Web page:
Format

Send to

Choose Destination
J Rheumatol. 1996 Aug;23(8):1418-23.

Pathogenetic aspects of responsiveness to ondansetron (5-hydroxytryptamine type 3 receptor antagonist) in patients with primary fibromyalgia syndrome--a preliminary study.

Author information

1
Hochrhein Institute for Rehabilitation Research, Bad Säckingen, Germany/Rheinfelden, Switzerland.

Abstract

OBJECTIVE:

To study the efficacy of 5-hydroxytryptamine type 3 receptor (5-HT-3R) antagonist (ondansetron) vs paracetamol in primary fibromyalgia (FM) syndrome.

METHODS:

A double blind, crossover, latin square study of 21 patients with FM. Visual analog scale (VAS) and body drawings were used to record pain intensity. Functional symptoms were determined for using a Likert-type self-developed protocol. Quantitative dolorimetry was applied to assess the number of painful tender points and the average pain threshold. Serum serotonin levels were measured by a commercial ELISA.

RESULTS:

A marked improvement in pain intensity measured by VAS (p < 0.005), pain score (p < 0.05), tender points (p < 0.05), and average pain threshold (p < 0.01) was obtained with ondansetron, whereas no improvement was seen with paracetamol. After ondansetron treatment, there was also significant reduction in both functional symptoms (p < 0.01) and headache intensity (p < 0.05). In patients who did not respond to ondansetron there was higher baseline pain intensity measured by VAS (p < 0.05) and pain score (p < 0.01), and a lower pain threshold (p < 0.05) compared to those who did respond well. In the responsive group, no significant differences were seen in the serotonin level before and after therapy. Whereas a significant increase in serum serotonin concentration (p < 0.01) was observed in nonresponders after ondansetron treatment.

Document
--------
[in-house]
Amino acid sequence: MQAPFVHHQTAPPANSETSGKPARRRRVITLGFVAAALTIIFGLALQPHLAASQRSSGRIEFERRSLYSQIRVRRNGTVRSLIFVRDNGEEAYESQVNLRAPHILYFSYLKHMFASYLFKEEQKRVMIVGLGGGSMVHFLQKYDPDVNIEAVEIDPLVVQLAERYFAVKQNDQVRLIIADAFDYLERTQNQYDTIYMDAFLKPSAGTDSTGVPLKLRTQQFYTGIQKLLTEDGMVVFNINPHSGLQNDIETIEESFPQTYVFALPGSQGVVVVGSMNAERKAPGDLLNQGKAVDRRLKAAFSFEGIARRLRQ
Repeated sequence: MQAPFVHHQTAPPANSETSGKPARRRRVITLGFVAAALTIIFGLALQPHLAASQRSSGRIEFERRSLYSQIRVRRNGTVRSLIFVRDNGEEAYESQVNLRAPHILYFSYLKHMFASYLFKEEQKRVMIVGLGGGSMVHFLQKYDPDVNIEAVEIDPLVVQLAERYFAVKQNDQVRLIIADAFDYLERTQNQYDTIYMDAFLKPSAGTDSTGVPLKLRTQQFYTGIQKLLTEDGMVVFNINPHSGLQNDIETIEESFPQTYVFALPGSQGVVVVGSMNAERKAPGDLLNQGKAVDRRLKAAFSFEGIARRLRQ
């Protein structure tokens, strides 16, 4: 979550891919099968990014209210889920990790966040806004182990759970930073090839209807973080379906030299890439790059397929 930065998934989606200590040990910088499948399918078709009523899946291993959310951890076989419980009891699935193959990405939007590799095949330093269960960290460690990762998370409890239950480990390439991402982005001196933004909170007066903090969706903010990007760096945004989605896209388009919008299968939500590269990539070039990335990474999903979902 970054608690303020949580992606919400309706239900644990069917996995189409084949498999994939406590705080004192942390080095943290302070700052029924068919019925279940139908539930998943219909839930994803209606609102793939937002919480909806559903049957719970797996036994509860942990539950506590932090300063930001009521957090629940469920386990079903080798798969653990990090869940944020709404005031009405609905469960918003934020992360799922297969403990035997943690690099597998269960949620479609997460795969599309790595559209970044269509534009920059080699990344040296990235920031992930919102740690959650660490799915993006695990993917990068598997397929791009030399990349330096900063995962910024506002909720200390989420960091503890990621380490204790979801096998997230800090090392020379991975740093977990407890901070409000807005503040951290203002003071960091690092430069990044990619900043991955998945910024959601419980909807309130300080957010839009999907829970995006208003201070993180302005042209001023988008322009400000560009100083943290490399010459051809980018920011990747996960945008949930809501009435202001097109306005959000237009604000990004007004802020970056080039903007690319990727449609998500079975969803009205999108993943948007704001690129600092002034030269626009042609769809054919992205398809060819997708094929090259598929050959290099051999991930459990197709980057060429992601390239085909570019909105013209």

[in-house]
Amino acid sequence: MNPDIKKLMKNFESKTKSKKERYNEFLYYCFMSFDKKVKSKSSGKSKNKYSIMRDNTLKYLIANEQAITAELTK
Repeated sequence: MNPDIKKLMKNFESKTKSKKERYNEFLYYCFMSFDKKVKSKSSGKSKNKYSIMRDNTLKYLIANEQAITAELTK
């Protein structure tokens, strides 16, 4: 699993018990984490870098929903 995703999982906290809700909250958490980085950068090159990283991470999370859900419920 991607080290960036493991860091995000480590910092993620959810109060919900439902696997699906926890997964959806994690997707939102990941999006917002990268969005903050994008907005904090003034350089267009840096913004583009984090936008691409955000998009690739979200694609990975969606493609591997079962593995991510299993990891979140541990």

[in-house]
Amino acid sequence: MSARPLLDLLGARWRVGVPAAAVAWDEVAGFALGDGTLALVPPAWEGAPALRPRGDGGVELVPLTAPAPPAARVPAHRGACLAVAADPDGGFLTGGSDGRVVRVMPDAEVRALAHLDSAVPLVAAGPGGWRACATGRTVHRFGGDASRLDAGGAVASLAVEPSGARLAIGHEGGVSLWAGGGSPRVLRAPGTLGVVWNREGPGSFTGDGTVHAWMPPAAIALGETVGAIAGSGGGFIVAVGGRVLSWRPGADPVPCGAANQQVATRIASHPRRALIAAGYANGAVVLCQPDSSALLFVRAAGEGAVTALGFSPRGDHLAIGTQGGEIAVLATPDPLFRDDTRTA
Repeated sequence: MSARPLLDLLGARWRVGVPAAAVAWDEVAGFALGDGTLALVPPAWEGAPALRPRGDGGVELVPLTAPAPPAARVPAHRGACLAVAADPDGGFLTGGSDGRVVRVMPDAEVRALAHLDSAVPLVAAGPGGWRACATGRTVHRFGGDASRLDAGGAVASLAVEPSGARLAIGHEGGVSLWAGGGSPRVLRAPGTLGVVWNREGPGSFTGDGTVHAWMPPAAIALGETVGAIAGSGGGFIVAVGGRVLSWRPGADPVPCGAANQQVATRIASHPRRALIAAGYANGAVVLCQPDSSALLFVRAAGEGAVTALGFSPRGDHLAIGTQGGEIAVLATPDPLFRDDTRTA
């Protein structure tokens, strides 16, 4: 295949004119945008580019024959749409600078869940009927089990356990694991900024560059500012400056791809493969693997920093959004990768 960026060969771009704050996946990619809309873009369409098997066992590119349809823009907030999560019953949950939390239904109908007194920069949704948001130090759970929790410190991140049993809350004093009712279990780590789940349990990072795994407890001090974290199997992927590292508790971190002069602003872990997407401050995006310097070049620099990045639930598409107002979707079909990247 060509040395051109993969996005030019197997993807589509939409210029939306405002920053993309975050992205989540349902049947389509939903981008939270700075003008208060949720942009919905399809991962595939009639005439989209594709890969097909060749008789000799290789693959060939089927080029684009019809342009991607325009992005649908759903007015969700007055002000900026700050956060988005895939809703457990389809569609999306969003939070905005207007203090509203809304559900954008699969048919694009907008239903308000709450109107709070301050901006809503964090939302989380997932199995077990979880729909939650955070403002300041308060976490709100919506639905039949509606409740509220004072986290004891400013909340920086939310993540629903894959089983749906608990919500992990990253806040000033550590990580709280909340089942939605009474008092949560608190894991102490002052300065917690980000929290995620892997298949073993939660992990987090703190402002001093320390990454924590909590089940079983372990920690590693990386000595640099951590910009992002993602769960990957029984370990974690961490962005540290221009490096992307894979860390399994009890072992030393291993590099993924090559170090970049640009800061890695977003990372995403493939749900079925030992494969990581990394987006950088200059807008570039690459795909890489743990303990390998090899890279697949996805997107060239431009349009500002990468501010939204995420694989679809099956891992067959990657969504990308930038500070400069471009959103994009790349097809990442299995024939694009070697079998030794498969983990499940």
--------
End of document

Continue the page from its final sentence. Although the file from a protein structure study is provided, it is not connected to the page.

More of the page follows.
CONCLUSION:

Ondansetron appears to be an effective drug in about 50% of patients with FM. There may be 2 subsets of patients with FM that differ clinically and pathogenetically with regard to the disturbance in the 5-HT-3R system.

PMID:
8856622
[Indexed for MEDLINE]

Supplemental Content

Loading ...
Support Center